I’m delighted to be taking part in the blog tour for Claire Dyer and her wonderful new book – The Last Day. I have a Q&A for you and a short review. Thank you to Claire and Emily Glenister for asking me to take part in the tour.
So, Claire, a few questions for you.
Firstly, can you tell us a little bit about The Last Day?
The Last Day is about three people: Boyd, his ex-wife Vita and his new, much-younger girlfriend Honey. It’s told from their three viewpoints from the moment when, because he finds himself in financial trouble, Boyd asks Vita if he and Honey can move into the house he and Vita used to share. Of course Vita says yes, because she is totally over Boyd.
However, what none of them predict is how living together will change them. They all have secrets, they all have pasts which have the annoying habit of wrong-footing them and, without giving too much away, they finish up in a completely different configuration at the end of the book!
In The Last Day, you have three different viewpoints. How easy/difficult was that to do? (I normally write with a single viewpoint so I’m in awe of anyone who writes with multiple characters).
It was actually not too bad! I wrote the chapters so they followed on from one another. I find this easier than writing each POV separately and then weaving them together because, by doing it the former way, I find actions and plotlines can chime and evolve.
The tricky bit was deciding which POV should be in first person and which in third. Originally, Honey’s story was told in the first person but on the second rewrite, Vita started shouting at me in only the way she can and so I changed her from third to first and Honey from first to third: it was a real labour of love, every pronoun and every verb! I was boggle-eyed by the end! But I think it was worth it. Vita’s voice is now the central one and that is how it should be.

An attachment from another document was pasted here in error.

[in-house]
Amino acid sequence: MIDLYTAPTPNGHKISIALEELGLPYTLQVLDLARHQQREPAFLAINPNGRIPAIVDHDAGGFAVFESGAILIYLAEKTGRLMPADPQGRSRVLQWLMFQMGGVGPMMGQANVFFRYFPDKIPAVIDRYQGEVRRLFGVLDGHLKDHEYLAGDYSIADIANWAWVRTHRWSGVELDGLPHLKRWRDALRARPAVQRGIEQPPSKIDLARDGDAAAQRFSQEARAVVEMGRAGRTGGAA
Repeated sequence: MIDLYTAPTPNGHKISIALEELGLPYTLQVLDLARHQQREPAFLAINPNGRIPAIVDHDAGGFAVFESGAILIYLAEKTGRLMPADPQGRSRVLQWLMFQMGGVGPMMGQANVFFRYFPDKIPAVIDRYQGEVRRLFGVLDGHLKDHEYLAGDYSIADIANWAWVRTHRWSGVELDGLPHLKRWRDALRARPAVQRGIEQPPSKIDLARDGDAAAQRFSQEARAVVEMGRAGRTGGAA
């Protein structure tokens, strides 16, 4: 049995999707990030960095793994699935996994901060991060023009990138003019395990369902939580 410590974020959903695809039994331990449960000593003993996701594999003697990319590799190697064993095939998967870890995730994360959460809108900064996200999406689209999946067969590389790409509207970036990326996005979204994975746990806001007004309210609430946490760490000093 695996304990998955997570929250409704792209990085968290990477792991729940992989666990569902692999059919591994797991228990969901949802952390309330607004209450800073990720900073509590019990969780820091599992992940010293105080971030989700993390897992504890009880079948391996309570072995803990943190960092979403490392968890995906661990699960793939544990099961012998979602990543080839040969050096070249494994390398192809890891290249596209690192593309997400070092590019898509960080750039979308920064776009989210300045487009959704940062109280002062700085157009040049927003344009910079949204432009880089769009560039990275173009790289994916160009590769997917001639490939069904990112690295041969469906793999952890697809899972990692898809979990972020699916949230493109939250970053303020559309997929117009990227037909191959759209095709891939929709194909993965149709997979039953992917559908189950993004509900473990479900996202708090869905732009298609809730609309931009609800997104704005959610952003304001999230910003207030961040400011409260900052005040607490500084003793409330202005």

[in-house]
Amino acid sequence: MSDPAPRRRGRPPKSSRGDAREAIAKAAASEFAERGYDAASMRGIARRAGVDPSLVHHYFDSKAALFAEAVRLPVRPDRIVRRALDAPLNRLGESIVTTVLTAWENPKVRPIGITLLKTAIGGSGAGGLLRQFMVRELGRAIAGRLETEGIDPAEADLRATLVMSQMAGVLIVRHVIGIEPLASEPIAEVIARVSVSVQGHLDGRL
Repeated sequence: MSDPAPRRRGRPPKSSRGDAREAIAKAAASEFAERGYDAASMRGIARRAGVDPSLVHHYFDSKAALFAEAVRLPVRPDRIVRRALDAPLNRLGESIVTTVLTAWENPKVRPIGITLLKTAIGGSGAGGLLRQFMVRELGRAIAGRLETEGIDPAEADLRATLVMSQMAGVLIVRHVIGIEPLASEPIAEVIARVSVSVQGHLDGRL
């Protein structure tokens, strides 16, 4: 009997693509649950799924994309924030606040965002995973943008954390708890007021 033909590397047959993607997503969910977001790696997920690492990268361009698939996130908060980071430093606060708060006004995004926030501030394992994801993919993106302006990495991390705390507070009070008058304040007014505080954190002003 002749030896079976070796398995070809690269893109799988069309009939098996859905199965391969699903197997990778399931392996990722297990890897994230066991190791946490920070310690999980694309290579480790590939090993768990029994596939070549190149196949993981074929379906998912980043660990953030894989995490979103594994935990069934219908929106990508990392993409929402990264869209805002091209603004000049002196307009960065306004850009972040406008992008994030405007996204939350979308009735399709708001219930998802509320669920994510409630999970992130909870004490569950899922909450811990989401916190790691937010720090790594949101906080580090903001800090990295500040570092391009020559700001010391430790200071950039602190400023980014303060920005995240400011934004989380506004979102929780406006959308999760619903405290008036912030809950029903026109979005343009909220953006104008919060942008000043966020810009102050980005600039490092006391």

Where did the inspiration for The Last Day come from?
The idea came to me when I thought about how, if someone painted a portrait of the same person over the course of a year, it could show that person changing in some way, and also, having worked on some ekphrastic poetry (which is poetry in response to works of art), I’m fascinated by the relationship between artist and sitter and so I wanted to explore that too.
The story has changed somewhat since its early inspiration but what remains the same is how Vita and Honey’s relationship develops over the course of the book.
Do you have a writing routine?
I wish I did! What I tend to do if I’m writing a novel is to plan my week so that I have at least a couple of mornings to write, or I take myself off to a writing retreat if I can. Other than that, I just try and write when time allows.
We all know that writing is like holding a butterfly in our hands: if we hold it too tight, we’ll suffocate it; if we open our hands too much, it’s at risk of flying away. Therefore, sometimes being in the right place at the right time when the story is there in my head is a bit like aligning the planets (sorry for the mixed metaphor)! However, I do seem to manage but it’s certainly not a structured or thought-through thing!
You’re a multi-talented writer with lots of strings to your bow – novelist, poet, writing teacher, writing mentor, radio panellist on BBC Berkshire and you run a book club! Do you have a favourite?
Oh gosh, thank you! I’ve never been called multi-talented before! I tend to think of myself as a bit of a jack of all trades! However, I do love everything I do and consider myself very lucky that I can spend my time doing such a wide variety of different things.